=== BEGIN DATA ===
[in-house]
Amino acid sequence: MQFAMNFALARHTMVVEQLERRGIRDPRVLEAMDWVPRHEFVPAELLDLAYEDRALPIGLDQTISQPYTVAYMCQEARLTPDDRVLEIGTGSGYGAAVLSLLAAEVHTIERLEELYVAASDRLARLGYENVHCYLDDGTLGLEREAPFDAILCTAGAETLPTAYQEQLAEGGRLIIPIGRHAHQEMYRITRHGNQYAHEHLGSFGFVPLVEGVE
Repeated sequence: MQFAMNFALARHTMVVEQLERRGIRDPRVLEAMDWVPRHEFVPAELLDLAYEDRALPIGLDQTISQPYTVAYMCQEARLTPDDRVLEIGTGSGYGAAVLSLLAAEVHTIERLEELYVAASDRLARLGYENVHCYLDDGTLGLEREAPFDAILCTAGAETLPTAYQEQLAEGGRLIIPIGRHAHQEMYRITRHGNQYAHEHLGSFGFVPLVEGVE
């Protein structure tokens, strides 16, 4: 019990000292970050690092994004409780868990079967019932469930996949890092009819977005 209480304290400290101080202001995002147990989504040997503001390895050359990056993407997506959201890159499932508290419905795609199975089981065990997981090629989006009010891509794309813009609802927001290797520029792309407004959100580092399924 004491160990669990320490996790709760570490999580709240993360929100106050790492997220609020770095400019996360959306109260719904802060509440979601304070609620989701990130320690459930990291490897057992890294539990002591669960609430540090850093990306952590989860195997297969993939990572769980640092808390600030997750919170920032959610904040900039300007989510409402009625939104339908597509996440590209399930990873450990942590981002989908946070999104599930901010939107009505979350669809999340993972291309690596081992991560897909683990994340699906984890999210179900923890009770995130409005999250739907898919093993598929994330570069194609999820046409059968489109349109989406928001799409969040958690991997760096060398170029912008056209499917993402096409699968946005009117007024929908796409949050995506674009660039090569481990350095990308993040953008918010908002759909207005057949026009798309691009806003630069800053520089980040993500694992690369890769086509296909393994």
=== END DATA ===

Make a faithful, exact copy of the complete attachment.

[in-house]
Amino acid sequence: MQFAMNFALARHTMVVEQLERRGIRDPRVLEAMDWVPRHEFVPAELLDLAYEDRALPIGLDQTISQPYTVAYMCQEARLTPDDRVLEIGTGSGYGAAVLSLLAAEVHTIERLEELYVAASDRLARLGYENVHCYLDDGTLGLEREAPFDAILCTAGAETLPTAYQEQLAEGGRLIIPIGRHAHQEMYRITRHGNQYAHEHLGSFGFVPLVEGVE
Repeated sequence: MQFAMNFALARHTMVVEQLERRGIRDPRVLEAMDWVPRHEFVPAELLDLAYEDRALPIGLDQTISQPYTVAYMCQEARLTPDDRVLEIGTGSGYGAAVLSLLAAEVHTIERLEELYVAASDRLARLGYENVHCYLDDGTLGLEREAPFDAILCTAGAETLPTAYQEQLAEGGRLIIPIGRHAHQEMYRITRHGNQYAHEHLGSFGFVPLVEGVE
């Protein structure tokens, strides 16, 4: 019990000292970050690092994004409780868990079967019932469930996949890092009819977005 209480304290400290101080202001995002147990989504040997503001390895050359990056993407997506959201890159499932508290419905795609199975089981065990997981090629989006009010891509794309813009609802927001290797520029792309407004959100580092399924 004491160990669990320490996790709760570490999580709240993360929100106050790492997220609020770095400019996360959306109260719904802060509440979601304070609620989701990130320690459930990291490897057992890294539990002591669960609430540090850093990306952590989860195997297969993939990572769980640092808390600030997750919170920032959610904040900039300007989510409402009625939104339908597509996440590209399930990873450990942590981002989908946070999104599930901010939107009505979350669809999340993972291309690596081992991560897909683990994340699906984890999210179900923890009770995130409005999250739907898919093993598929994330570069194609999820046409059968489109349109989406928001799409969040958690991997760096060398170029912008056209499917993402096409699968946005009117007024929908796409949050995506674009660039090569481990350095990308993040953008918010908002759909207005057949026009798309691009806003630069800053520089980040993500694992690369890769086509296909393994």